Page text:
« Reply #8 on: June 23, 2012, 07:12:41 AM »
Pete-zza, why do frozen doughs require specific chemicals that unfrozen doughs do not?  Just curious here.  I freeze traditional doughs (pizza and others) often, including par-baked pizza crusts for later use without modifying the recipe.  I could understand a preservative if the pizza chain needed longer term storage, but I don't know enough about why they would use other chemicals?  Some sort of enhancement to make up for cheaper quality flour?  Or to help uniformity of their pizza handling so that they had less dependence upon semi-skilled help at their stores? 

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Offline Pete-zza

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Re: Chain Pizzas fight menu labeling
« Reply #9 on: June 23, 2012, 09:07:03 AM »
Pete-zza, why do frozen doughs require specific chemicals that unfrozen doughs do not?  Just curious here.

Tatoosh,

There are all kinds of reasons why pizza makers use chemicals, additives and conditioners in their frozen doughs. Most of these items are added for functional purposes or for preservation purposes. These include emulsifiers, nutrients for yeast (e.g., nitrogen sources), oxidizers and reducing agents, strengtheners and softeners, pH regulators, enzymes (e.g., protease and amylase), fillers, preservatives (like sorbates/Polysorbate), and substitutes for potassium bromate (such as ascorbic acid and Azodicarbonamide). For a couple of good guides as to how these items are used, see http://www.lallemand.com/BakerYeastNA/eng/PDFs/LBU%20PDF%20FILES/1_13DOUG.PDF and https://www.aibonline.org/schoolofbaking/DoughCondIngFunclist.pdf. You might also take a look at Reply 1 at http://www.pizzamaking.com/forum/index.php/topic,6448.msg55276.html#msg55276 where I once attempted to analyze a Pizza Hut dough that was being used in Canada at the time.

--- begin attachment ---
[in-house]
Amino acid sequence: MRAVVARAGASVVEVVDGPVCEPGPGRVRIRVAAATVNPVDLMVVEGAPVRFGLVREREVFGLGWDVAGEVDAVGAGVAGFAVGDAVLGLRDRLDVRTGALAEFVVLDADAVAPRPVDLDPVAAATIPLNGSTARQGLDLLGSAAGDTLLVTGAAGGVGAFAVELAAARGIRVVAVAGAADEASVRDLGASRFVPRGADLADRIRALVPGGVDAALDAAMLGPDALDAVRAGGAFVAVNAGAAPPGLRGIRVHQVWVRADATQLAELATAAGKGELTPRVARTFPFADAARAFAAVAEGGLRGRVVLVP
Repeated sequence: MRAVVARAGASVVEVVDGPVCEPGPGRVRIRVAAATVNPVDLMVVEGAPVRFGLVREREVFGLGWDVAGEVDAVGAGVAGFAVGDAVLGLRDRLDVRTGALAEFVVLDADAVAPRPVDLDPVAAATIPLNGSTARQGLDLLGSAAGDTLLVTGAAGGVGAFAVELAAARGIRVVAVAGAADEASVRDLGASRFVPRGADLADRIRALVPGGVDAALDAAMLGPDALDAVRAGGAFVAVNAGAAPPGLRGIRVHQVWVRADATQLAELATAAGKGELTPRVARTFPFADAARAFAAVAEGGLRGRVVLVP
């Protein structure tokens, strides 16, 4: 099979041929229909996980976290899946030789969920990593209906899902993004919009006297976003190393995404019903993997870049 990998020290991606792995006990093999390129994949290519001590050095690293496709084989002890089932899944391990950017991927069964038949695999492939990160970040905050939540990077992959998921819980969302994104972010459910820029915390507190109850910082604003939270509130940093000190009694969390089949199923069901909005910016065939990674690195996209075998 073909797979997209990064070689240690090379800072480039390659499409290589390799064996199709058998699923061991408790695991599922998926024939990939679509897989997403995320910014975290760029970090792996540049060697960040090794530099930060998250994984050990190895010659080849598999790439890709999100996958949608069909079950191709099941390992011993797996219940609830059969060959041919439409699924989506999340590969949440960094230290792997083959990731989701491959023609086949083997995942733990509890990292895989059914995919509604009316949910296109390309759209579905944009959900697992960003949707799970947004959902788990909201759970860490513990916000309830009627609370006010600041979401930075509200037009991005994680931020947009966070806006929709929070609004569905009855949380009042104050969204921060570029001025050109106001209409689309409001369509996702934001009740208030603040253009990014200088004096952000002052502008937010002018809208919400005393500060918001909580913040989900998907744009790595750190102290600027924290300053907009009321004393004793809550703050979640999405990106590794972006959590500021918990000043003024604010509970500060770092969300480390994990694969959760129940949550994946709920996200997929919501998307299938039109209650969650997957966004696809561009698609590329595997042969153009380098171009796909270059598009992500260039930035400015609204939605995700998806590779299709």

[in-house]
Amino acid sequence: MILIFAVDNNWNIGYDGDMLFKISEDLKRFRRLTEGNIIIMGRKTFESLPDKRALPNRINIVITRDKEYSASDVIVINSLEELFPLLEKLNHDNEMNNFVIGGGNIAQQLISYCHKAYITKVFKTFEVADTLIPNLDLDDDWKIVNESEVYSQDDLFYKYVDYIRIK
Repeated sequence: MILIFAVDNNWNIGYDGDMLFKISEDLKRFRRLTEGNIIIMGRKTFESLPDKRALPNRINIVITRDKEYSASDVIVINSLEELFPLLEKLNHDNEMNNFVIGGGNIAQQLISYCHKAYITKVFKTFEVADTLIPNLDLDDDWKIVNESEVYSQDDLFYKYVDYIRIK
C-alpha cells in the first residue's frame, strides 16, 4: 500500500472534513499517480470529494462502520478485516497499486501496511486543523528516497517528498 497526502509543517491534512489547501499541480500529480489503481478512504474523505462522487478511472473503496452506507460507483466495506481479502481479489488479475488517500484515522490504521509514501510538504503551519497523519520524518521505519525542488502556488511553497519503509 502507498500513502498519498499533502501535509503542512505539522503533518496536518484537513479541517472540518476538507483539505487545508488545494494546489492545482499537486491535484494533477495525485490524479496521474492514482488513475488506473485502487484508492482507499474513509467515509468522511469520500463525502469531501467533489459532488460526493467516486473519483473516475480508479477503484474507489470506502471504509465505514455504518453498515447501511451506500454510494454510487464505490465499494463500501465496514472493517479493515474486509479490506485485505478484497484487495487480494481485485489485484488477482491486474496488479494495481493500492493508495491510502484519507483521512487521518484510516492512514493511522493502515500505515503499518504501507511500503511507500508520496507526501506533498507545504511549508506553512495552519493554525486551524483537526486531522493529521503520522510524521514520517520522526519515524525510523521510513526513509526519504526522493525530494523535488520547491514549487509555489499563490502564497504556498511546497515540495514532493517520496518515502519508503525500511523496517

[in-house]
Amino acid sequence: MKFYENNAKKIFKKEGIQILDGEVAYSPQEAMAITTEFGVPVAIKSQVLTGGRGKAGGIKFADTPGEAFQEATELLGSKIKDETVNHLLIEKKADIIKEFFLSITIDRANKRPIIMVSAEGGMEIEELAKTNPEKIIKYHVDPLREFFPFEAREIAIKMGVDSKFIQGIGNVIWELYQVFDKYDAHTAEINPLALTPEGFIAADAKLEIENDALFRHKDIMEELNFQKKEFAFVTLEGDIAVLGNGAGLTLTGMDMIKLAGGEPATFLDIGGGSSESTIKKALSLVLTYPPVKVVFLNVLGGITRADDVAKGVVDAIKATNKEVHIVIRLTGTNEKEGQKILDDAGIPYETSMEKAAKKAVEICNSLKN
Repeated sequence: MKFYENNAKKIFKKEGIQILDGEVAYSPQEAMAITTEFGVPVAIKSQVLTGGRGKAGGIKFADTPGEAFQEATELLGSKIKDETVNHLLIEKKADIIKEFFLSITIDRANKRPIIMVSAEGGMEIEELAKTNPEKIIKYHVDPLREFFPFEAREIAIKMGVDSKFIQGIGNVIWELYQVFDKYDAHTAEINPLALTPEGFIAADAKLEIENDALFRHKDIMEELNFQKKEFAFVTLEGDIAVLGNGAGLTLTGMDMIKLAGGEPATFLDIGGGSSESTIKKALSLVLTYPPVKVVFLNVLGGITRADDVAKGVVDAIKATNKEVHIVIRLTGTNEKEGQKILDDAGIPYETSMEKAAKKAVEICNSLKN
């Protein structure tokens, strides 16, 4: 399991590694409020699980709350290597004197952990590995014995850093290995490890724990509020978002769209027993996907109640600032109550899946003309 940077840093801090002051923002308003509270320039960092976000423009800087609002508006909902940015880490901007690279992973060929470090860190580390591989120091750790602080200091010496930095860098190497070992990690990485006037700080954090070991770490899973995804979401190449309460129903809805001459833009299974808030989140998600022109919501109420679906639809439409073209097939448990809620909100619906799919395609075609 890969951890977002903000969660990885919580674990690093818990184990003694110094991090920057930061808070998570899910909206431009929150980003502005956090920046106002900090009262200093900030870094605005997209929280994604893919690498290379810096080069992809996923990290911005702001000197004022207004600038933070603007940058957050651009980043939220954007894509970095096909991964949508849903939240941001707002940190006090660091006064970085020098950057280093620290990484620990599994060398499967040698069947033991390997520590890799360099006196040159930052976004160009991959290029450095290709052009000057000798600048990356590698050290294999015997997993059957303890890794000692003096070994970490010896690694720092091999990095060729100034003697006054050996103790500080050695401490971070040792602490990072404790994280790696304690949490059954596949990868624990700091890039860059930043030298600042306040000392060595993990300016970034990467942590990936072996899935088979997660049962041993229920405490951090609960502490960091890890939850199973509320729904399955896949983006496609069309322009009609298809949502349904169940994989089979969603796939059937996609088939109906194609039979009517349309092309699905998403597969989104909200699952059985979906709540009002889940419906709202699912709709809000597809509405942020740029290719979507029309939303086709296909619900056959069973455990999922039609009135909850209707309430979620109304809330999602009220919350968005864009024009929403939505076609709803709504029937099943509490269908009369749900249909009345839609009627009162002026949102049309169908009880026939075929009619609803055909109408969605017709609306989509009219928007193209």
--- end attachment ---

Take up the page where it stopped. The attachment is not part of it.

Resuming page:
There is currently a move afoot in the baking industry to come up with "cleaner labels" for their products because consumers are starting to demand them. To get a better feel for what is happening on this front, see the BakingBusiness.com articles at http://www.bakingbusiness.com/Features/Formulating%20and%20R%20and%20D/2011/4/Enzymes.aspx and at http://www.bakingbusiness.com/News/News%20Home/Features/2012/1/Functional%20Ingredients%20Coming%20Clean.aspx.

It is highly unlikely that you will see pizza operators willingly disclose the ingredients in their products, particularly if they include the types of items discussed above. There are a few companies however that could safely do it for their pizza doughs, such as Papa John's and Papa Gino's. Although Papa John's does not publicize their dough ingredients, for proprietary reasons, the ingredients they use have always been straightforward. Likewise at Papa Gino's, but they post the ingredients they use at their website.

Peter